The Queen

Cassiopeia was the beautiful wife of Cepheus, king of Ethiopia, and the mother of Andromeda. She is most famous in connection with the myth of her daughter, Andromeda. The queen made the mistake of bragging she was more lovely than the Nereids, or even than Juno herself. The goddesses were, needless to say, rather insulted, and went to Neptune, god of the sea, to complain. Neptune promptly sent a sea monster (possibly Cetus?) to ravage the coast. The king and queen were ordered to sacrifice their daughter to appease Neptune's wrath, and would have done so had Perseus not arrived to kill the monster in the nick of time. As a reward, the hero was wedded to the lovely Andromeda.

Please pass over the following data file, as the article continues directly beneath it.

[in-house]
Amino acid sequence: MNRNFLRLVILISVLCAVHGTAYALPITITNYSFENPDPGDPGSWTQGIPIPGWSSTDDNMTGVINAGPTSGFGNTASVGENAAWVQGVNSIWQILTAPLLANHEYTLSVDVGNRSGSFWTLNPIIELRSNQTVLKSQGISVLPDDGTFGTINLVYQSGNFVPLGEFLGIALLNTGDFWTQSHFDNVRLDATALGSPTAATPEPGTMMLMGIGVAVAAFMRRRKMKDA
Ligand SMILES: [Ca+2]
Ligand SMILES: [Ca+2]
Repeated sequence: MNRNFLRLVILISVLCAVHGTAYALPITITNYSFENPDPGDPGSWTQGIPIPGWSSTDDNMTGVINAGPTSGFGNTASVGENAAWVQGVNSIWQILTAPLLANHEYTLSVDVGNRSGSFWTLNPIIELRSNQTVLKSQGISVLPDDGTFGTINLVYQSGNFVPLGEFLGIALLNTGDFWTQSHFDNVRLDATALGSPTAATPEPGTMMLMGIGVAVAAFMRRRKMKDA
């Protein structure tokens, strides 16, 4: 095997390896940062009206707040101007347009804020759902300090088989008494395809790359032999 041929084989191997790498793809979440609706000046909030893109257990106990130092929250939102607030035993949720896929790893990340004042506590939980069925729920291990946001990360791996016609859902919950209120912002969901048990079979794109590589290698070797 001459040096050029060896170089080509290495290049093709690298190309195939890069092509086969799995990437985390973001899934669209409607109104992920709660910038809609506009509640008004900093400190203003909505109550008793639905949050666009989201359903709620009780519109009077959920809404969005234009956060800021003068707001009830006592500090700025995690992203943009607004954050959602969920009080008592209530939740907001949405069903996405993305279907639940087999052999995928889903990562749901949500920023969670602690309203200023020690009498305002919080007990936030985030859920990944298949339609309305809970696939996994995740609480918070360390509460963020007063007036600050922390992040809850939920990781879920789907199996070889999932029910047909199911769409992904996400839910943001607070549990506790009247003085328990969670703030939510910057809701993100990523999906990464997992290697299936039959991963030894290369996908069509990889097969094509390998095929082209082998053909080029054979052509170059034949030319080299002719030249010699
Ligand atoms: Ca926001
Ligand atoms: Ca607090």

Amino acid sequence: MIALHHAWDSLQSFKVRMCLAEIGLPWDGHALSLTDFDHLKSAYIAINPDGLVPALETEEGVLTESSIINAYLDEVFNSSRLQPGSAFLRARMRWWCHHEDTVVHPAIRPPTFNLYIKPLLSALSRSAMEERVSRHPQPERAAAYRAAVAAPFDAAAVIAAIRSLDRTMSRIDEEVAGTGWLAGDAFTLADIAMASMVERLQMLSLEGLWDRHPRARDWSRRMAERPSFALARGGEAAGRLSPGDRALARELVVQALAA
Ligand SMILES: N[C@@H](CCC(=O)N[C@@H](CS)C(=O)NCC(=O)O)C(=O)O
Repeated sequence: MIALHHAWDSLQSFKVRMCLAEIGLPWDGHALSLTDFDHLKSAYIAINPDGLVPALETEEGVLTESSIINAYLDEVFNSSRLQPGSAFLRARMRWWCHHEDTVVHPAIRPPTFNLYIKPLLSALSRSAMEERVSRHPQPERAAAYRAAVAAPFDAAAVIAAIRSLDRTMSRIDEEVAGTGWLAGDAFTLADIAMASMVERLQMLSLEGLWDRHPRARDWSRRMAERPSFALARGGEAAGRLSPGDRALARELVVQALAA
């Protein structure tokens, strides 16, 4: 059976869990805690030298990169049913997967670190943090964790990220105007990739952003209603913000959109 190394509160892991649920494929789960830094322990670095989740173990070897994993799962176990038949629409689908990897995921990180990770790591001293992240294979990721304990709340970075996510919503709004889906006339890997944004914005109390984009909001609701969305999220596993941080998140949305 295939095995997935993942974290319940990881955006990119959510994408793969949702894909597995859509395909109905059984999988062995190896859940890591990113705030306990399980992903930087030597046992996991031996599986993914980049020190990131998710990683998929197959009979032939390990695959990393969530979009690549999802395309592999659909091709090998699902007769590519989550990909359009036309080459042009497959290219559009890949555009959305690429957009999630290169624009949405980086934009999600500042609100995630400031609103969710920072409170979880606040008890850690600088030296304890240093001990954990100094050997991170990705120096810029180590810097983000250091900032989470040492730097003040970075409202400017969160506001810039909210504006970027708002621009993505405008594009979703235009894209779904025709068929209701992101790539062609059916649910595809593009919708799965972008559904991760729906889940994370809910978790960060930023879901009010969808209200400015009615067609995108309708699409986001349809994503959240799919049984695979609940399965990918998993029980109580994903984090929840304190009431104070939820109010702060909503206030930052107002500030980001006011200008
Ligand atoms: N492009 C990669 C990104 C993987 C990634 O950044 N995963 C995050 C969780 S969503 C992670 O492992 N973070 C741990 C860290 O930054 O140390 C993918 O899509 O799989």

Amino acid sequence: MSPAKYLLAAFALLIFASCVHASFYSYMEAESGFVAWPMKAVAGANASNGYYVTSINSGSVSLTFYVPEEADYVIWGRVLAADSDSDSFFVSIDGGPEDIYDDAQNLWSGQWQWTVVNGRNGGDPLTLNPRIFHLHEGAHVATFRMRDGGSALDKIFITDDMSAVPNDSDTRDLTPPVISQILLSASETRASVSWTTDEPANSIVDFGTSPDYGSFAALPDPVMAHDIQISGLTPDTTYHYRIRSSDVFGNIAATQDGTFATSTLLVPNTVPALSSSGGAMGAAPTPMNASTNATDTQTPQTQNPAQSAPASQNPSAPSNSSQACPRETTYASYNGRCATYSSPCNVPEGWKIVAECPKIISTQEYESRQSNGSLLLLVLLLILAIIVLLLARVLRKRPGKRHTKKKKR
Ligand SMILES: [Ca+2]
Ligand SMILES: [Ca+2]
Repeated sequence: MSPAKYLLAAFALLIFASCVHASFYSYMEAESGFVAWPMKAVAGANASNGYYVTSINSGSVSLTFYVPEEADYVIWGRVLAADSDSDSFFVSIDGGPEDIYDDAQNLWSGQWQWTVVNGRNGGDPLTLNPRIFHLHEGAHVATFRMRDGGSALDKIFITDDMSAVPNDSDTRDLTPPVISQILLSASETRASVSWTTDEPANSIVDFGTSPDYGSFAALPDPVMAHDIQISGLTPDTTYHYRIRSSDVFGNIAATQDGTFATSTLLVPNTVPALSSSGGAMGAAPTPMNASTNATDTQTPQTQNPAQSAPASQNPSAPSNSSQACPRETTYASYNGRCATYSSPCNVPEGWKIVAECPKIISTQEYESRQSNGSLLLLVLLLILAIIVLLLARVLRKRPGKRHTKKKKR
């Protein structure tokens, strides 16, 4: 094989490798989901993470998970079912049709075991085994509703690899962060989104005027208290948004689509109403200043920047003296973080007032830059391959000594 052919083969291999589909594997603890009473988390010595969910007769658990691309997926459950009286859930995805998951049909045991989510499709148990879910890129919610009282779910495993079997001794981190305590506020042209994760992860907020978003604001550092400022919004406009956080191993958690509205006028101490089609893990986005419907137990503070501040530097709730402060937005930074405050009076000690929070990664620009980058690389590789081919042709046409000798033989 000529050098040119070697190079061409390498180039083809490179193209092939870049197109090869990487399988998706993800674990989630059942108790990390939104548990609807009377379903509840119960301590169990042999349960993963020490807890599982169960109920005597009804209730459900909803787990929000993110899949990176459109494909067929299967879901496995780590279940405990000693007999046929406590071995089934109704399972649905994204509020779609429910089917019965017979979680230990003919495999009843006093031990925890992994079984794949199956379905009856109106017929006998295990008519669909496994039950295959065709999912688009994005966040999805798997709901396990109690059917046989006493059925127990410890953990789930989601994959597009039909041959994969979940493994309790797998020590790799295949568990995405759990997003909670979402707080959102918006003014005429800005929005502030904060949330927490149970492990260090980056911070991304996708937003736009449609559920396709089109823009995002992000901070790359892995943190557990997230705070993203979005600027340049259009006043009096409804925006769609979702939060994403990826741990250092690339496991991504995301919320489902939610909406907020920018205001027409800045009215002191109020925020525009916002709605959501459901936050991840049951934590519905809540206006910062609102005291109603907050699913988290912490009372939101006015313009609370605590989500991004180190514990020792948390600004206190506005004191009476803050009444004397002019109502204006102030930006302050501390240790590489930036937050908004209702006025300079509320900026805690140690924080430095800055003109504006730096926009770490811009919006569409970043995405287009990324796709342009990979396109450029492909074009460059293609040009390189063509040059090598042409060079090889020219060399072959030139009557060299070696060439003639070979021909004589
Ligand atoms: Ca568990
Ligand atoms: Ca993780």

By most accounts, Cassiopeia was quite happy with the match. In some versions of the myth, however, the queen objects to the marriage and is turned to stone when Perseus shows her the head of the Gorgon Medusa.

Although she was placed in the heavens by Neptune, the sea-god saw fit to humiliate her one final time (and for all eternity). He placed her so that she is seated on her throne, with her head pointing towards the North Star Polaris. In this position, she spends half of every night upside-down.

Back to the main myth page.

These pages are the work of Cathy Bell
cmbell (at) comfychair (dot) org
originally for the Princeton University course CLA 212.